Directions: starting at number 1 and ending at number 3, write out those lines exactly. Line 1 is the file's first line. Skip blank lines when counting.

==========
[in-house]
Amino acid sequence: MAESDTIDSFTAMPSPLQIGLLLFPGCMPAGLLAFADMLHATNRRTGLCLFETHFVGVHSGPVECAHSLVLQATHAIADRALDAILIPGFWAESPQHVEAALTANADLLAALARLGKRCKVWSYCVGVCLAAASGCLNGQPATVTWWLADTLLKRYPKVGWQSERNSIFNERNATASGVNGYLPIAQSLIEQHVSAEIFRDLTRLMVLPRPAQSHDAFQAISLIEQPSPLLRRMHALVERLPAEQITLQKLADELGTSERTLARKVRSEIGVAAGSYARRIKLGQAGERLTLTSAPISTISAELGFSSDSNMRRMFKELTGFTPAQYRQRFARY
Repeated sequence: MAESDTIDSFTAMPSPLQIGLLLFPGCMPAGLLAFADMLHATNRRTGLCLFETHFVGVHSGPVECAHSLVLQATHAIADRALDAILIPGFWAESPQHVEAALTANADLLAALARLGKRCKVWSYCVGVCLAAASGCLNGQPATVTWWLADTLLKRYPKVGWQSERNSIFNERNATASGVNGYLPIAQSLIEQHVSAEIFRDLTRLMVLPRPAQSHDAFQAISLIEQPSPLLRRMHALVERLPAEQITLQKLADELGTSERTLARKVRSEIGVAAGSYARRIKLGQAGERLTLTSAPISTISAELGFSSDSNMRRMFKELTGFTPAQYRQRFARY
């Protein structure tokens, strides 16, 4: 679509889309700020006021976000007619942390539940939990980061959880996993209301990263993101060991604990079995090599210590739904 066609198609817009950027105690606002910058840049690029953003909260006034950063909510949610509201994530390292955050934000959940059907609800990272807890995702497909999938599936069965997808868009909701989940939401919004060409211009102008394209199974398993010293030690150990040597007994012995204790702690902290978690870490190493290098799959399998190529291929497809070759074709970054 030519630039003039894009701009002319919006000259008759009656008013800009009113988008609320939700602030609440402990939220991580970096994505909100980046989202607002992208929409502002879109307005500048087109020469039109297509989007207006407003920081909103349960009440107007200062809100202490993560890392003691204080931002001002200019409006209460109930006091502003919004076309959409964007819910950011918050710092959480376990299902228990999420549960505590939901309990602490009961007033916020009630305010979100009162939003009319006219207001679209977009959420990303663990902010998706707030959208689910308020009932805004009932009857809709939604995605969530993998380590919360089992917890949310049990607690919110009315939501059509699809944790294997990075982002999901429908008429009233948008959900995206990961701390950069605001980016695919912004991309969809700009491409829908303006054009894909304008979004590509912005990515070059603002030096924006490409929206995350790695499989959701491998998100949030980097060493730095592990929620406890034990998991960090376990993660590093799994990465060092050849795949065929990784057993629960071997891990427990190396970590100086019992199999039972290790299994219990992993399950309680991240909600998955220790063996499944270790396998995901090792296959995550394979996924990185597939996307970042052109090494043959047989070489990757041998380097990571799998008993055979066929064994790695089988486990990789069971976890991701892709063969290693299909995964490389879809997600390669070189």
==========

[in-house]
Amino acid sequence: MAESDTIDSFTAMPSPLQIGLLLFPGCMPAGLLAFADMLHATNRRTGLCLFETHFVGVHSGPVECAHSLVLQATHAIADRALDAILIPGFWAESPQHVEAALTANADLLAALARLGKRCKVWSYCVGVCLAAASGCLNGQPATVTWWLADTLLKRYPKVGWQSERNSIFNERNATASGVNGYLPIAQSLIEQHVSAEIFRDLTRLMVLPRPAQSHDAFQAISLIEQPSPLLRRMHALVERLPAEQITLQKLADELGTSERTLARKVRSEIGVAAGSYARRIKLGQAGERLTLTSAPISTISAELGFSSDSNMRRMFKELTGFTPAQYRQRFARY
Repeated sequence: MAESDTIDSFTAMPSPLQIGLLLFPGCMPAGLLAFADMLHATNRRTGLCLFETHFVGVHSGPVECAHSLVLQATHAIADRALDAILIPGFWAESPQHVEAALTANADLLAALARLGKRCKVWSYCVGVCLAAASGCLNGQPATVTWWLADTLLKRYPKVGWQSERNSIFNERNATASGVNGYLPIAQSLIEQHVSAEIFRDLTRLMVLPRPAQSHDAFQAISLIEQPSPLLRRMHALVERLPAEQITLQKLADELGTSERTLARKVRSEIGVAAGSYARRIKLGQAGERLTLTSAPISTISAELGFSSDSNMRRMFKELTGFTPAQYRQRFARY